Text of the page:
5B (2019): How One Hospital Dealt with the AIDS Crisis at its Beginning

SF General during Start of AIDS Crisis

Alison Moed Paolercio and Dan Krauss in a room in 5B at San Francisco General Hospital. Photo: Liz Hafalia / The Chronicle

The documentary “5B” tells the story of the early days of the AIDS ward at San Francisco General Hospital, of the people who ran it and the nurses who worked there and comforted patients who were suffering physical agonies and horrible loneliness.

A tale from the front lines, before the disease had a name, through the early days when no one knew how it was transmitted.
When some medical professionals were making the rounds wearing HazMat suits, these nurses were touching and hugging AIDS patients, long before anyone knew for sure that was safe.

The docu concerns the nurses of Ward 5B, and their battlefield mentality. They had a commitment to offer care, regardless of consequences. They turned out to have guessed right, that AIDS was not an airborne disease, so it’s understandable that, as their influence grew, others in their profession felt challenged and even threatened by their example.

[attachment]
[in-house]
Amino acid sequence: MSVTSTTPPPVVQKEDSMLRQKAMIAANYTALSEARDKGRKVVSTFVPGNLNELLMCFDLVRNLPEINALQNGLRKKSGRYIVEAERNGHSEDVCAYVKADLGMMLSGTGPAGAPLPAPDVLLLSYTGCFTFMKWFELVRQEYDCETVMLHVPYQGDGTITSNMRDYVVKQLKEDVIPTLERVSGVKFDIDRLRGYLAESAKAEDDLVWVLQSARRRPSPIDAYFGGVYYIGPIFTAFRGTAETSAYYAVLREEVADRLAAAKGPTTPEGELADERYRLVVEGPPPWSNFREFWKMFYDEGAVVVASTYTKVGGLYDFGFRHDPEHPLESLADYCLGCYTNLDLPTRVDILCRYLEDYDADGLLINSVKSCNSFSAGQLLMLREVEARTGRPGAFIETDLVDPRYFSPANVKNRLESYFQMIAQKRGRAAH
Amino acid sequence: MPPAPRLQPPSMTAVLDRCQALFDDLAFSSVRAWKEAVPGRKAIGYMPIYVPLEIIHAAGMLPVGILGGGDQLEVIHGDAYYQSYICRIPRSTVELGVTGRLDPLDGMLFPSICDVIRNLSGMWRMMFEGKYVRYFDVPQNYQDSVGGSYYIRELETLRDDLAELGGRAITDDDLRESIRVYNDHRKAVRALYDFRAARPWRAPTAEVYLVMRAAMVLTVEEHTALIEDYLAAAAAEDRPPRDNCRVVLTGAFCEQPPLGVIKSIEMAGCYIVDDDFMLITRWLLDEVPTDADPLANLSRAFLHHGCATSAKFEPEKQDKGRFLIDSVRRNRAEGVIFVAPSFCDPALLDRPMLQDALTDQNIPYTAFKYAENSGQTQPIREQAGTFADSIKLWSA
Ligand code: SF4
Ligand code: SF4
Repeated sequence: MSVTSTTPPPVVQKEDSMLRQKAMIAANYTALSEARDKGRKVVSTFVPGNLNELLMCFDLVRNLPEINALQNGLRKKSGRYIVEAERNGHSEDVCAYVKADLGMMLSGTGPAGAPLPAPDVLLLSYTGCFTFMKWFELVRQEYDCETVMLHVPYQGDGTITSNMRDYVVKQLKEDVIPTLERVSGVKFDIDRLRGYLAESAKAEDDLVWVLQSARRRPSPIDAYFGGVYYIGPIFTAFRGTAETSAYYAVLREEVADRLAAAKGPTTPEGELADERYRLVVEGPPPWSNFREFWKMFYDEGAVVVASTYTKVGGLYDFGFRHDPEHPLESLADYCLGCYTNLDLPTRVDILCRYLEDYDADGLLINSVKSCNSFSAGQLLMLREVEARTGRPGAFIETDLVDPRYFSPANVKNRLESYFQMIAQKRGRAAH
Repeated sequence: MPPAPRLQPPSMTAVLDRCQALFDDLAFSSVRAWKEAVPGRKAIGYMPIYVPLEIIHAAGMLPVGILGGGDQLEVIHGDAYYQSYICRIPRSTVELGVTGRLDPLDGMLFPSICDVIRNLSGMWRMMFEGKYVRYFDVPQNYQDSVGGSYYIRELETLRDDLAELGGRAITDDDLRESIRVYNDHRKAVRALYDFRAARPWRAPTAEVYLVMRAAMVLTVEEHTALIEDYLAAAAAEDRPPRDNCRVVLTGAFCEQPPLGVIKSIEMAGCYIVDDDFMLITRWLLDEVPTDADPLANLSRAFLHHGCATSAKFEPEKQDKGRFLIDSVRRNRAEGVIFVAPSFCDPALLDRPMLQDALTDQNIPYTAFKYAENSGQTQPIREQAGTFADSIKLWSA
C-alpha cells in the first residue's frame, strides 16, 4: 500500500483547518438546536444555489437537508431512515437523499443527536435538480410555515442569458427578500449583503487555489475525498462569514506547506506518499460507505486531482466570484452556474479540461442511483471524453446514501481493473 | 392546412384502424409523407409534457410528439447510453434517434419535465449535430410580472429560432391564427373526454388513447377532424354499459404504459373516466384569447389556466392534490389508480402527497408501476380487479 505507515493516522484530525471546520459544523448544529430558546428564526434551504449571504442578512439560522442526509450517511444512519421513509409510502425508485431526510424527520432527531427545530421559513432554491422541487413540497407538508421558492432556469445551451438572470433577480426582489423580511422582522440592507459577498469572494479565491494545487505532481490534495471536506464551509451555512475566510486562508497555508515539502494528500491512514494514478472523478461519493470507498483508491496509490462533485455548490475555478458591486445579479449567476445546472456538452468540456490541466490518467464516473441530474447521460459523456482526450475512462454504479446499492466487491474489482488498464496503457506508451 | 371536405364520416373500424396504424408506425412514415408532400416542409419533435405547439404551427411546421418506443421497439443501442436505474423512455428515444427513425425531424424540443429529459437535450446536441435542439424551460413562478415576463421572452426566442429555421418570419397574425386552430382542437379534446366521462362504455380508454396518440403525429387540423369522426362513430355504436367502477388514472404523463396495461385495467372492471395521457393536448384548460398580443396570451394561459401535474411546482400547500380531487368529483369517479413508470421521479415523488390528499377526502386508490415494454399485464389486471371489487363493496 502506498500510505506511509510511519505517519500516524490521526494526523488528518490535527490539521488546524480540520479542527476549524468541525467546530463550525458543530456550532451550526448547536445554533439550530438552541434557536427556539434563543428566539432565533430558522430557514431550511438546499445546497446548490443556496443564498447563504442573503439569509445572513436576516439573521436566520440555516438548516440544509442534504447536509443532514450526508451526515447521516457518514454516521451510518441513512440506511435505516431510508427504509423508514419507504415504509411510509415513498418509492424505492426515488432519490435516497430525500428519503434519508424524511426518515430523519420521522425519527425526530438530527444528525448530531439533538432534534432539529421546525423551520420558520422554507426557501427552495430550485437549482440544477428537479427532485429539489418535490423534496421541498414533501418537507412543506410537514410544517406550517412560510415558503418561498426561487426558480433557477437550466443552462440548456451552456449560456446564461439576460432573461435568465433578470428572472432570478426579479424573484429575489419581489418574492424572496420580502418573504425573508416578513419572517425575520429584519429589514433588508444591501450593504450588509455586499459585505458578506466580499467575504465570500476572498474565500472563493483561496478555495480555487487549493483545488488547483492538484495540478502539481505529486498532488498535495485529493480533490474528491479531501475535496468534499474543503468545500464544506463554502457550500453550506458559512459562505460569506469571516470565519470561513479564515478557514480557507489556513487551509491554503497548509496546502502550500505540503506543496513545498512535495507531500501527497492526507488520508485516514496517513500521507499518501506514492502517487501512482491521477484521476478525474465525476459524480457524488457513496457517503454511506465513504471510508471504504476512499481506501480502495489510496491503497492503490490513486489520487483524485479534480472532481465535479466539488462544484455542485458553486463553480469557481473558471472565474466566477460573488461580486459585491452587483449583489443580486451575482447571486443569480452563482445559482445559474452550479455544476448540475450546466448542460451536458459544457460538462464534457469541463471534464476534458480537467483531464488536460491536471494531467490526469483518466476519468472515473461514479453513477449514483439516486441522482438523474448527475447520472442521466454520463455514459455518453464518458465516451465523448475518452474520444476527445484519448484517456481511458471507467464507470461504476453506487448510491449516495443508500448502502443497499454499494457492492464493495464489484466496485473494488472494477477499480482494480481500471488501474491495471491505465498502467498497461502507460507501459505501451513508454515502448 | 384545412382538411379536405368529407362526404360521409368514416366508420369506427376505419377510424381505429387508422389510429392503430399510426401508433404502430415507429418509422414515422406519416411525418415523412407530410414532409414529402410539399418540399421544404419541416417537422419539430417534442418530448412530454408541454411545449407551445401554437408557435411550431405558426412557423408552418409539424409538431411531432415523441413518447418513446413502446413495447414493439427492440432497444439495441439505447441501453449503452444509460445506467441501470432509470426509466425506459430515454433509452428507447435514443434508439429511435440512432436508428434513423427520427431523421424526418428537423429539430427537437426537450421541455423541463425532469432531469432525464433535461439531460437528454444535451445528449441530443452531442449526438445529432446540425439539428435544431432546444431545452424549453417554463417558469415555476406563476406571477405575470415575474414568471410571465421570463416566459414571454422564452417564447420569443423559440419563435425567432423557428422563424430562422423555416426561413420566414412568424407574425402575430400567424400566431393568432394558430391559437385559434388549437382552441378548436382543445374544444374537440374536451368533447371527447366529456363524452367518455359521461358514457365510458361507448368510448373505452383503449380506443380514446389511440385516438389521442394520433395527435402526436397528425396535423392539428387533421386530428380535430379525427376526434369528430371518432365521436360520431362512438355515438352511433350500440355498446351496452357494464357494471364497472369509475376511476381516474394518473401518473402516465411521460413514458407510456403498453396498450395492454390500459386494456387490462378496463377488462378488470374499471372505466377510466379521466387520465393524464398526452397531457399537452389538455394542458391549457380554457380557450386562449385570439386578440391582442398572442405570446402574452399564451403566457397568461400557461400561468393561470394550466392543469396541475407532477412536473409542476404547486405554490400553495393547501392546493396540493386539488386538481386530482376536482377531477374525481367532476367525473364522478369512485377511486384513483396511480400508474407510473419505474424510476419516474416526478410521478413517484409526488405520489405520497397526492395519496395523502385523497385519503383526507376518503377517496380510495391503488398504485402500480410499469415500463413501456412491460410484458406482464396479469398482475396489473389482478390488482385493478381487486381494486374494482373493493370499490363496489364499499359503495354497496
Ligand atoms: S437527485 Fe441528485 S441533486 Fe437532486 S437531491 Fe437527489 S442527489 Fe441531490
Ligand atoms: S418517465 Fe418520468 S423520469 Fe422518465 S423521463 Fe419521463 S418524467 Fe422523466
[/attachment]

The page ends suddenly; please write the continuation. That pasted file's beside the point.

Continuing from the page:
Featuring interviews with nurses and administrators, such as Alison Moed Paolercio, Cliff Morrison and David Denmark, the docu recalls the culture of 5B, of how nurses tried to lift spirits and lessen suffering.

“5B” brings back the horror of those first AIDS years, in which the death toll multiplied and there were no treatments.

In the midst of the crisis, some rose to the occasion and some were scared. Even after it was medically established that AIDS could only be transferred through bodily fluids, there were nurses and doctors who wanted to establish defensive protocols — such as gloves and protective clothing when dealing with AIDS patients, and mandatory AIDS testing for those about to go into surgery. It’s understandable how anyone in that situation might want to make their own safety their top priority.

As presented in interviews from then and now, these critics of the 5B approach are sympathetic, at first. But inevitably, some of these people lose sympathy as they implicitly blame the patients for getting sick.

One doctor says that such major health crisis was inevitable in the gay community. These interviews bring back the bad old days, when many people, overtly or implicitly, suggested that AIDS was form of retribution, either scientific or divine, for the gay lifestyle.

Directed by Paul Haggis and Dan Krauss, 5B is a quiet celebration of achievement. It has been more than 30 years, and all the nurses who were young then have stories.